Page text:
By the by: there are plenty of sex workers, male and female, who have relationships with partners who know exactly what they do and are ok with it. It can take time and effort to find someone that accepting, but it’s always worth it. Take some time to Google around; there are resources out there for helping negotiate the tricky paths of maintaining a relationship with someone in the sex industry.
Dear Dr. Nerd Love:
I’ve learned a lot about communicating with people and managed to start a few relationships thanks to your help. However, I’ve had some questions that I’ve been afraid to ask because I’m in a different position than the rest of your readers; I’m gay. I’m hoping that this isn’t too big of a roadblock, but from my experience it’s not as different of a game as a lot of people seem to assume. I don’t know how prepared you are to talk about homosexuality, but I can’t imagine any of my issues are exclusive to gay dating. Most of your articles have had helpful information despite appealing towards a different audience, so hopefully it won’t be a problem.
I’ve been able to start relationships without too much difficulty lately; the problem is keeping those relationships. After a couple of dates, I feel as if I’ve run out of interesting things to say about myself. Once we’ve gotten to know each other well enough, we eventually get to the point where the only things that we have to talk about is our routine schedules of college and work. We both eventually get bored of each other and stop seeing each other. What worries me is that I don’t feel like I have a lot of options. Not only are 95% of men immediately not interested, good gay men are hard to find. Most of them in my area are either flaming stereotypes or flaunt their sexuality to push their personal agendas on you, both of which I find irritating. I don’t want to waste any more opportunities, so do you have any advice on retaining the interest of partners and keeping yourself from becoming boring?
It’s understandable that you’re worried about your options; gay men make up somewhere around 3-5% of the population. Depending on where you live – a large city vs small town, West Coast vs. The Bible Belt – the number of gay guys in your area could be small indeed.
Your biggest problem that I can see, in as much that it’s a problem, is that you’re relatively young. Young men in general, regardless of sexual orientation, are less interested in relationships and more in hooking up. They also have a tendency to overcompensate for any lack they perceive from earlier in life. As a result: you get a lot of binge drinking, serial fucking and a lot of people who are incredibly obnoxious in one form or another. This is why you will frequently find the Campus Crusader, determined to push their agenda whether it be freeing Mumia, veganism, the Republican Party, Objectivism or gay activism on anybody who makes the mistake of holding still long enough. This is also why you’ll find people determined to live as stereotypes: they’re acting out and trying on new personas and roles.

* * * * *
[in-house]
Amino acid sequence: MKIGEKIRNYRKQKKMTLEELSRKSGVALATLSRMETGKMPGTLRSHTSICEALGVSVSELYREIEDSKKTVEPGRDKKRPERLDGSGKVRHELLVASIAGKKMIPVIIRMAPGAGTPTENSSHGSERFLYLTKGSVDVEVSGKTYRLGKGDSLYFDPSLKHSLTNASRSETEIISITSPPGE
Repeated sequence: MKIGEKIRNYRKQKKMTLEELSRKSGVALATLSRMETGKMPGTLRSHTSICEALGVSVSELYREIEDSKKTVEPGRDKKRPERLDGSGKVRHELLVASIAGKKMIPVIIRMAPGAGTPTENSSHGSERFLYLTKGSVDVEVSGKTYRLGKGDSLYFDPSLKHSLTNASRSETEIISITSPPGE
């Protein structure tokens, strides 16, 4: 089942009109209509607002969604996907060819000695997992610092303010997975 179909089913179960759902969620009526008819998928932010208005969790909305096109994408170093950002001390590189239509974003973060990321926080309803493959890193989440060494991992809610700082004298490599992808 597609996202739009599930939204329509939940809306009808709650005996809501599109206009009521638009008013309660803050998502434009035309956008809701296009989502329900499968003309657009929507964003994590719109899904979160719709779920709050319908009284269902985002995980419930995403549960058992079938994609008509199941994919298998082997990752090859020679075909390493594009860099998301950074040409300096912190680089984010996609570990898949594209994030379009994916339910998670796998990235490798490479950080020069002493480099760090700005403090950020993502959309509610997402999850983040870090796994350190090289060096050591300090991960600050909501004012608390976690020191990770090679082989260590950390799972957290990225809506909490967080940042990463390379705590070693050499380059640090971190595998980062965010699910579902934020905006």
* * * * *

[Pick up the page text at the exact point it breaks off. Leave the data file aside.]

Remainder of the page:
Fortunately, time and experience (hopefully) bring maturity and wisdom. Some of the guys may find that they really do have flaming personalities. Others will settle down into who they really are, to one degree or another. Allow for time to do it’s work and you’ll find that the pool of available (and desirable) men will grow.
But that’s not going to help you in the here and now.
I think you’re selling yourself - and your dates – short. Two or three dates is hardly enough time to know everything there is to learn about somebody, never mind what there is to say. Unless you and your date have less depth than a mud puddle, I think you may be running into lulls rather than running out of things to say.
To start with: Don’t just stick to the same 10 questions that everybody asks on a date: where did you grow up, what is your major, what do you want to do when you graduate… you’ll burn through these quickly and end up with little else to say. Start finding out who they are and why. Ask about their hobbies and what it is that they like out of it. Who was their first crush? What was their dream job as a child? Ask deeper, more involved questions and you’ll have deeper, more involved conversations.
While you’re at it, practice active listening. There are two types of people in this world: people who listen and people who wait for their turn to talk. Everything your date says is a potential springboard into another conversation if you’re paying attention… and those springboards can lead to interesting places. A conversation with a stranger at a bar lead to my finding out that he had literally struck it rich: he was a miner who eventually found gold on land he owned and was now travelling the world. Another random conversation with a young lady lead to a story about how she and her family found a wrecked pirate ship while scuba diving in the Caribbean. And these were people I met at random, not people I went on dates with. I have friends I have known for literally all my life and we’ve yet to run out of things to talk about. There’s always something new and interesting going on, whether it’s in our lives, in the news or happening around us right at that moment.
Failing that: you’re young. Your live should be about collecting stories and experiences so that you can share them with other people. If you lead an interesting life, you’ll quickly find that you’re meeting other interesting people. And neither of you will be running out of things to say.